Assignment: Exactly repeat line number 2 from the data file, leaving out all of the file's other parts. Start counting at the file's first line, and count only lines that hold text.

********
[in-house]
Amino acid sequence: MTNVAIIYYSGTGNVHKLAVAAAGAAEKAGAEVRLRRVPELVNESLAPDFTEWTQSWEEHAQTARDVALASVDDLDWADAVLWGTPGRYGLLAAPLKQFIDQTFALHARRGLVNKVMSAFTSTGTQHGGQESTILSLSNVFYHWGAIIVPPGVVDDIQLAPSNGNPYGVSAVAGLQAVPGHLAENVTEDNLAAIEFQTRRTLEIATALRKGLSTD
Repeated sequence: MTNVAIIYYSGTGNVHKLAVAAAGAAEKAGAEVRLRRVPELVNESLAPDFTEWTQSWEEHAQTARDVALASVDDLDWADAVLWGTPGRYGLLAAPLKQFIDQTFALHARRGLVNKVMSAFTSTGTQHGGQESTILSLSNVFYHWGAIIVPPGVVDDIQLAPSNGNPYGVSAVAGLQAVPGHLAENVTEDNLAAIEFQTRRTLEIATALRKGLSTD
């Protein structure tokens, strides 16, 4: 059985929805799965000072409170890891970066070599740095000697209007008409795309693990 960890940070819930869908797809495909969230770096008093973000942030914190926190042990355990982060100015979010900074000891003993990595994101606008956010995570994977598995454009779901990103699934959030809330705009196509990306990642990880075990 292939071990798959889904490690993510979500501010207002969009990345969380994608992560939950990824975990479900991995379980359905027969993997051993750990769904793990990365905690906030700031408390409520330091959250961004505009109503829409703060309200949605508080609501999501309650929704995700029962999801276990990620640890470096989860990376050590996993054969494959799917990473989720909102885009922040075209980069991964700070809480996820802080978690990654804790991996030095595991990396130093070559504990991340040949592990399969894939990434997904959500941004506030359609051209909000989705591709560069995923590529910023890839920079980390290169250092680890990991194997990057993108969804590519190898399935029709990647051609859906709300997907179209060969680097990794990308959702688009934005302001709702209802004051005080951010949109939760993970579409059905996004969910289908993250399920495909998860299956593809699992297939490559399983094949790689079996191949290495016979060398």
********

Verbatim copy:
Amino acid sequence: MTNVAIIYYSGTGNVHKLAVAAAGAAEKAGAEVRLRRVPELVNESLAPDFTEWTQSWEEHAQTARDVALASVDDLDWADAVLWGTPGRYGLLAAPLKQFIDQTFALHARRGLVNKVMSAFTSTGTQHGGQESTILSLSNVFYHWGAIIVPPGVVDDIQLAPSNGNPYGVSAVAGLQAVPGHLAENVTEDNLAAIEFQTRRTLEIATALRKGLSTD